Projects

Credit: MAID CA MHC 107-1.0

Canadian Mennonite Emigration Centenary Committee

2022 marks the 100th anniversary of Mennonites leaving Manitoba and Saskatchewan for Mexico and Paraguay. They left their established homes and farms because of new provincial laws requiring children to attend government schools even though the federal government promised them the freedom to educate their children. The government enforced the new laws with fines, jail time, and confiscation of property.

The Mennonite Historical Society of Canada is marking this anniversary by partnering with the Mennonite Heritage Village in the production of a traveling exhibit. A documentary and public events are also being planned.

The official Canadian Mennonite Emigration Centenary Committee for 2022 is: Jeremy Wiebe (co-chair), Andrea Klassen (co-chair), Conrad Stoesz, Aileen Friesen, Dick Braun, and Leonard Doell.

In 1999 the Mennonite Historical Society of Canada, with the financial assistance of Mennonite Central Committee Canada, undertook a multi-year project on the “Divergent Voices of Canadian Mennonites.” These have included both academic conferences and published monographs. Check Divergent Voices for further information.

The official Divergent Voices of Canadian Mennonites Committee for 2022 is: Ben Nobbs-Thiessen (chair), Jeremy Wiebe, Brian Froese, Laureen Harder-Gissing, Lucille Marr, Leonard Doell, Ruth Plett, and Bruce Guenther. 

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Genealogy Committee

This committee upkeeps the website MennoniteGenealogy.com, which houses Mennonite Genealogical Resources.

The official Genealogy Committee for 2022 is: Bert Friesen (chair), Glenn Penner, and Richard Thiessen. 

The Canadian Mennonite Encyclopedia Online began in 1996 as a project of the Mennonite Historical Society of Canada. It was intended to be a dynamic source of information about the Anabaptist-Mennonite groups in Canada. It emerged from a congregational database created by Marlene Epp for the Mennonites in Canada history series. 

Later the Society obtained permission from Herald Press in Scottdale, PA to copy and modify entries on the four-volume Mennonite Encyclopedia published in the 1950s, and a supplemental fifth volume published in 1990. In 2005 two partners — the Mennonite Brethren Historical Commission and the Mennonite Church USA Historical Committee — joined the project, and expanded it to become a English-language Global Anabaptist Mennonite Encyclopedia Online (GAMEO). Later, Mennonite Central Committee, the Mennonite World Conference and the Institute for the Study of Global Anabaptism also became partners in the project. In 2015 the Encyclopedia contained over 15,000 articles, including all articles from the print encyclopedia.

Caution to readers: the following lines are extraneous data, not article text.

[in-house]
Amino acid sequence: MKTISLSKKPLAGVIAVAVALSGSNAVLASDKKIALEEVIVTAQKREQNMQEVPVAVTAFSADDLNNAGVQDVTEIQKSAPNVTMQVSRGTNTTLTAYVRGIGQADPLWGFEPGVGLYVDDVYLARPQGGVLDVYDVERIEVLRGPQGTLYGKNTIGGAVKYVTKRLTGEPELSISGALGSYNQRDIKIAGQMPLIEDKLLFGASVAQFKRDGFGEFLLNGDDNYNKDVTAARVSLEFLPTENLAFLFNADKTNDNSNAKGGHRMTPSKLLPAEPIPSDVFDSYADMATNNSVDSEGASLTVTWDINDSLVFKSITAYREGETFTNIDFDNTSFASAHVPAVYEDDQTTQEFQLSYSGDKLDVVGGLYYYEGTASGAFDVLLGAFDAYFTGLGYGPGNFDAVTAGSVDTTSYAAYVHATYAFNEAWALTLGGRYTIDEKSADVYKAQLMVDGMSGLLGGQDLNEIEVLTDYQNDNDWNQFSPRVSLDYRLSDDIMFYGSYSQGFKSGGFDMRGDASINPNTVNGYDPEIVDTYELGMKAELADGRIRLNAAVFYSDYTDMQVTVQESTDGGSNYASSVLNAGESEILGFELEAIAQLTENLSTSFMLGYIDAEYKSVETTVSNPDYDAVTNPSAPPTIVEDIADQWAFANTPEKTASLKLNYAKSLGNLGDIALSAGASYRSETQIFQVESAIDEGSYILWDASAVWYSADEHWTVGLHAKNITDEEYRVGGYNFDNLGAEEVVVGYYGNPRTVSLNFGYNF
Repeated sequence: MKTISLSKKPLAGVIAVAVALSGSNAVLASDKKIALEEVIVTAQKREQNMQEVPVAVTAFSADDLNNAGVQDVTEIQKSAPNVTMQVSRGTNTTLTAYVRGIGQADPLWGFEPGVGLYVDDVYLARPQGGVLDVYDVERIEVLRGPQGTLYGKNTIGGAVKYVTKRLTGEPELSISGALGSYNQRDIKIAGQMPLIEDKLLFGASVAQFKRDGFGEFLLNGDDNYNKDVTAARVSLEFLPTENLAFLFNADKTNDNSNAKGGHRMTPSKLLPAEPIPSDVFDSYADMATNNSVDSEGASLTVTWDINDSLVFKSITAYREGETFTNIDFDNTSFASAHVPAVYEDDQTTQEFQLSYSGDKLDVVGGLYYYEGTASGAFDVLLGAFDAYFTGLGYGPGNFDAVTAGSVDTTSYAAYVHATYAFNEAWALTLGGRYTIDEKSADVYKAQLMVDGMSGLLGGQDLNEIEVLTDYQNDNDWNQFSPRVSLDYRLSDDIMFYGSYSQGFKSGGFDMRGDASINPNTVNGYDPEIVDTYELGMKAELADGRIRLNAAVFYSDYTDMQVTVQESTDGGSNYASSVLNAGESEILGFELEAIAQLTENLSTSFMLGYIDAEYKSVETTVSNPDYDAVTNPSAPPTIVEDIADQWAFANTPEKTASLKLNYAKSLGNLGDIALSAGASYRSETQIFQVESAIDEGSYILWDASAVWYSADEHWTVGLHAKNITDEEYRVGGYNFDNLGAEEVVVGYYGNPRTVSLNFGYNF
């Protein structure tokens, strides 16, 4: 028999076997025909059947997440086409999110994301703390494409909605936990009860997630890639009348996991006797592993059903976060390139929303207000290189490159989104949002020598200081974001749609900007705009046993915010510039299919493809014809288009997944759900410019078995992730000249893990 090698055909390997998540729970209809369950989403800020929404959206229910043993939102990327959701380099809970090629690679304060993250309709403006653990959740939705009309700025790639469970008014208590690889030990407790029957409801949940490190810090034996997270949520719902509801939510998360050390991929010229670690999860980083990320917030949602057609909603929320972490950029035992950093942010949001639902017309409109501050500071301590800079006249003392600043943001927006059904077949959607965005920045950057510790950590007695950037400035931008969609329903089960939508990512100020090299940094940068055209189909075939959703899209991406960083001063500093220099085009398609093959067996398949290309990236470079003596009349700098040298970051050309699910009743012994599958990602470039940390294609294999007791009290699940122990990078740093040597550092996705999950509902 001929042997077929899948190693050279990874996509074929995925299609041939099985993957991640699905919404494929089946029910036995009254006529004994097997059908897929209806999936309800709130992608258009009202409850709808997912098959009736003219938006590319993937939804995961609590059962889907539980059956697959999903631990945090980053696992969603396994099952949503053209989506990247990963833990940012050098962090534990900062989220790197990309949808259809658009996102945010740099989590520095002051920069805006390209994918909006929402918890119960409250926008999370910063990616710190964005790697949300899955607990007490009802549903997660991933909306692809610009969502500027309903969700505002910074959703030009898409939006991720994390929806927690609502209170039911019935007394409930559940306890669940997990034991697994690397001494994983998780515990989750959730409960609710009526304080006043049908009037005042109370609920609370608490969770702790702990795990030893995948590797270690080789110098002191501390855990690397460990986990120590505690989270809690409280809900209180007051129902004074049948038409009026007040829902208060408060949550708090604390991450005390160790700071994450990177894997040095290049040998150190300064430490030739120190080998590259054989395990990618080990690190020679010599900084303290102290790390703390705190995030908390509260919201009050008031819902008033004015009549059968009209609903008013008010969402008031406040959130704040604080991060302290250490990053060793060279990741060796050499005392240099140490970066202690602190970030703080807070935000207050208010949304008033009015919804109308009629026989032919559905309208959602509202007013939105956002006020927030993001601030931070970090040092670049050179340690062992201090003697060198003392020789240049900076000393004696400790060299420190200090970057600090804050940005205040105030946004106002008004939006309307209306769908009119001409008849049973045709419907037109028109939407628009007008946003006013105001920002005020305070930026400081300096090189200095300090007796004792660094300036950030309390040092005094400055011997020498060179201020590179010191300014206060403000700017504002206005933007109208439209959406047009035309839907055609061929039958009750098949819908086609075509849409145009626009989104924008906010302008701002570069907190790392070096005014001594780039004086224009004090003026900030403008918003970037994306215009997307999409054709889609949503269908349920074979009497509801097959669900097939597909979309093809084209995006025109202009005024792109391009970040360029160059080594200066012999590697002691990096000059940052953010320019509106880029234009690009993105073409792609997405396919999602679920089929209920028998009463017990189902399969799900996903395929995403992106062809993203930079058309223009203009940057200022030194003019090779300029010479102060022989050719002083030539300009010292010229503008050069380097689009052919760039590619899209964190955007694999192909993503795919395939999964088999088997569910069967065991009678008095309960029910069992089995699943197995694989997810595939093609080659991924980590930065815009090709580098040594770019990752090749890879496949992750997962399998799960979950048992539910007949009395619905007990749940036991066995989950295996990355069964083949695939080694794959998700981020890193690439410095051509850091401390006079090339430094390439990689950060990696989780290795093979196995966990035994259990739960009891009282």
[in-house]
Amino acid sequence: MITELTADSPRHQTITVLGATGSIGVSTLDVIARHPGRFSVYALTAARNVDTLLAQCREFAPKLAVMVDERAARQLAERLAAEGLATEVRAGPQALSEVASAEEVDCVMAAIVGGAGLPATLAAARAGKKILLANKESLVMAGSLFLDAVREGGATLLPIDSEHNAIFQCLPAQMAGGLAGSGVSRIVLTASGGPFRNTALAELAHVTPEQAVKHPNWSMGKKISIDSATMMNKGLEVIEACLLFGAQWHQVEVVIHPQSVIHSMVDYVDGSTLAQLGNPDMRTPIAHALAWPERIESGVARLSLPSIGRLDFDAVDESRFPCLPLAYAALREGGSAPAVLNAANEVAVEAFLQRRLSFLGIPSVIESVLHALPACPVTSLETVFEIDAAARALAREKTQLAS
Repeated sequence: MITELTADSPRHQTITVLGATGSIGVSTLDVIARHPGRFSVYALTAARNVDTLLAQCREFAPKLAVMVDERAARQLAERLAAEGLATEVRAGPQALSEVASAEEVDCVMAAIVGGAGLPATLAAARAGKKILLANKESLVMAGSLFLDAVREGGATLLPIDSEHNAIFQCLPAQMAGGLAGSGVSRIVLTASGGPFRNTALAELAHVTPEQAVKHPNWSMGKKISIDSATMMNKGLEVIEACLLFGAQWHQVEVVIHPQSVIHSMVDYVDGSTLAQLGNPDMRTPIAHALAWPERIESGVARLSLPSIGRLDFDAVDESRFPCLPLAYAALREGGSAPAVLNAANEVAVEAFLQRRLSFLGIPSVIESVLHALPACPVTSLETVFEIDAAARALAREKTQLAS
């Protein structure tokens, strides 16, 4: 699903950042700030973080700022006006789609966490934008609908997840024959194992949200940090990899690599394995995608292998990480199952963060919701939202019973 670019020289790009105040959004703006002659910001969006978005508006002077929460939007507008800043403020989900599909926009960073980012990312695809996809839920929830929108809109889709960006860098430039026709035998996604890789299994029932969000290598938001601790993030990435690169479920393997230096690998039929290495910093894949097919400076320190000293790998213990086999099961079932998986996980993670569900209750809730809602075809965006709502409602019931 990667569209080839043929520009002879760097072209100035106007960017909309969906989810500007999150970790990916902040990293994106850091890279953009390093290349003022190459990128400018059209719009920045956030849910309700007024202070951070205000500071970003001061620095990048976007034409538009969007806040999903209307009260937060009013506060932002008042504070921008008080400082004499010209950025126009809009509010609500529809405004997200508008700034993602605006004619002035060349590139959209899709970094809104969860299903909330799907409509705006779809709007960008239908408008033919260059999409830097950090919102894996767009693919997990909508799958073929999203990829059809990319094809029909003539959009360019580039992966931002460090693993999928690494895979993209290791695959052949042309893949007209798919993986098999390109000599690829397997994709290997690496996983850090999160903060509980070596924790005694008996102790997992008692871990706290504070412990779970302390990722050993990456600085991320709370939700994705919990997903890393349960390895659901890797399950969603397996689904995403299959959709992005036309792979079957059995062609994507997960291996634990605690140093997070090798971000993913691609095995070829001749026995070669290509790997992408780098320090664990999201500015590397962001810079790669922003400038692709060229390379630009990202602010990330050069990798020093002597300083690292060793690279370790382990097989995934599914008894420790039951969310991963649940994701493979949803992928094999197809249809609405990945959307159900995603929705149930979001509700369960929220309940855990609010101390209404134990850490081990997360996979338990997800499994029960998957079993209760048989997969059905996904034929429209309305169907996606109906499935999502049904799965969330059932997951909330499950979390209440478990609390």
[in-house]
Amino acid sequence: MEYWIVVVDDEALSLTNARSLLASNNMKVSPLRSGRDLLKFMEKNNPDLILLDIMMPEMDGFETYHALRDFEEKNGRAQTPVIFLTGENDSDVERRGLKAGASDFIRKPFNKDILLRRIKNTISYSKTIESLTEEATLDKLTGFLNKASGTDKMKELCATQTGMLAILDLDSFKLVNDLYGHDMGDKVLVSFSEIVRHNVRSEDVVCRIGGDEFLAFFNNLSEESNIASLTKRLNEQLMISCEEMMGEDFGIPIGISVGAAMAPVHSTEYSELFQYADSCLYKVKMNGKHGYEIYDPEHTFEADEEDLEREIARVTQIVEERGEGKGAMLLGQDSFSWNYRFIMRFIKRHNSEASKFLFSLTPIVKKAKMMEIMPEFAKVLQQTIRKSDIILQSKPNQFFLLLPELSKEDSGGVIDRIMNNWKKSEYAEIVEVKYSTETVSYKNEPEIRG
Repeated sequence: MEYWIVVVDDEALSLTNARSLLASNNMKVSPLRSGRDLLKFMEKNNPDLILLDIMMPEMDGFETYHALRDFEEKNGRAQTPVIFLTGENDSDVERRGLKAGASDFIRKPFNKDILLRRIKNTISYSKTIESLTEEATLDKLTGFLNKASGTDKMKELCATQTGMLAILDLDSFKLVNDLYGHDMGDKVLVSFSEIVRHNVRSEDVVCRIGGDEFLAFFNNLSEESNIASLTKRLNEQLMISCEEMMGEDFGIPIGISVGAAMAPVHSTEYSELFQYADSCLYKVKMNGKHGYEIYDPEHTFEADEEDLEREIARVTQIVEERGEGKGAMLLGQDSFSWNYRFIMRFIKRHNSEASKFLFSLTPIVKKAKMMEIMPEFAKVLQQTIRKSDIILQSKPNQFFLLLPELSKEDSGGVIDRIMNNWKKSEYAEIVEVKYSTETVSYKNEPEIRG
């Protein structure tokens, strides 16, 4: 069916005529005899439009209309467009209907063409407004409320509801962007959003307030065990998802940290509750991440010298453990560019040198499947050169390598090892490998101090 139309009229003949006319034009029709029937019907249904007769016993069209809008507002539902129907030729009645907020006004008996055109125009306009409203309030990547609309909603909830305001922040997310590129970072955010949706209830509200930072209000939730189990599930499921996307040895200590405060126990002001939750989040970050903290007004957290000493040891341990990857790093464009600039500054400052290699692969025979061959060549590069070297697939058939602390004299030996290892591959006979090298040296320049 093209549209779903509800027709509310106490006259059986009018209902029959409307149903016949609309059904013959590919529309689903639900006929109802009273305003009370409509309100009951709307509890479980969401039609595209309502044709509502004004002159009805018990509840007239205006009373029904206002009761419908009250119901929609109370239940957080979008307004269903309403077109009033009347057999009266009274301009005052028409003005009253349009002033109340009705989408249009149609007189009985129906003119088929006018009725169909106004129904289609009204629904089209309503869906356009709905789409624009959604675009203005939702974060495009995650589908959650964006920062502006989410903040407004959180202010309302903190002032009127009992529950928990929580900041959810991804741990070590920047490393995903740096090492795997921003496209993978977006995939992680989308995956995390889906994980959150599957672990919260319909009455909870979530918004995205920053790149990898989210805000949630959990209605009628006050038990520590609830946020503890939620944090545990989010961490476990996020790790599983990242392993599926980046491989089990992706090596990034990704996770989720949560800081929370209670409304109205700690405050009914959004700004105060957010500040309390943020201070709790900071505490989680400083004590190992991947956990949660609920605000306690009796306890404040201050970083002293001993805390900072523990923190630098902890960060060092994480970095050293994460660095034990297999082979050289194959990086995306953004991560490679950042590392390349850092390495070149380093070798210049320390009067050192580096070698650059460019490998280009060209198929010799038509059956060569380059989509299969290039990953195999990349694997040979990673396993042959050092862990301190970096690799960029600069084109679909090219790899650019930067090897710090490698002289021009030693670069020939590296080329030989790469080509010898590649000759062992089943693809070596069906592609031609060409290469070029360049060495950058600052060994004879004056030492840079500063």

The official GAMEO Committee for 2022 is: Lauren Harder-Gissing (chair), Bert Friesen, Richard Thiessen, Aileen Friesen, and Alf Redekopp.

Credit: Private collection

The official Russlaender Centenary Committee for 2022 is: Henry Paetkau (chair), Ingrid Riesen
Moehlmann (vice-chair and chair, railroad re-enactment sub-committee), Harold Thiessen, Luke Martin, Aileen Friesen, Darryl Loewen, Jake Buhler, Katie Harder, Cheryl Isaac, Richard Thiessen, and Gary Friesen.

Since 2015 the Archive Committee of the Mennonite Historical Society of Canada together with its partnership have been managing an archival description database. Begun as a project to assist in managing photograph collections, the database also includes the description of other archival holdings held by some of the partners.

The official MAID Management Committee for 2022 is: Conrad Stoesz (chair), Alf Redekopp, Laureen Harder-Gissing, Hannah Keeney, and John Thiesen. 

Credit: MAID CA MHC 478-38.0

Another project was to create a registry of Mennonite materials from the former USSR available in North America, primarily in microform. The St. Petersburg Microfilming Project (1996-1996) was one example.

This project was created through a partnership between the following North American Mennonite archival centres: Mennonite Historical Society of British Columbia (Abbotsford), Center for Mennonite Brethren Studies (Fresno), Mennonite Heritage Centre (Winnipeg), and Centre for Mennonite Brethren Studies (Winnipeg). Each of the four partners has a microfilm copy of the materials. Inquiries may be directed to any of the partners.

The Archive Committee of the Mennonite Historical Society of Canada originally posted the inventory descriptions as a single document on its website. Now it is available here: archives.mhsc.ca/st-petersburg-microfilming-project.

Credit: MAID CA CMBS NS25-01-66

Other projects include coordination of the major Mennonite historical libraries and archives in Canada, sponsorship of various historical monographs and a variety of academic conferences.

The official Archives Committee for 2022 is: Laureen Harder-Gissing (chair), Conrad Stoesz, Jon Isaak, Dick Braun, Ted Regehr, and Linda Klassen (plus possible Québec rep). 

The Mennonite Historical Society of Canada was established in 1966 to sponsor the writing of a history of the Mennonites in Canada. You can also read the Mennonites in Canada bibliography.

The official A People of Diversity Book Project Committee for 2022 is: Ben Nobbs-Thiessen (chair), Jeremy Wiebe, Laureen Harder-Gissing, Brian Froese, Lucille Marr, Conrad Stoesz, and Bruce Guenther. 

Follow this path for an introduction to the Mennonite community in Canada. What do all Mennonites believe? Why are there differences between various Mennonite groups? Where are the largest Mennonite communities in Canada? What’s the difference between “Russian” Mennonites and “Swiss” Mennonites? Does one need to be born into a Mennonite community to become a Mennonite? Are the Amish related to the Mennonites? What about the Hutterites?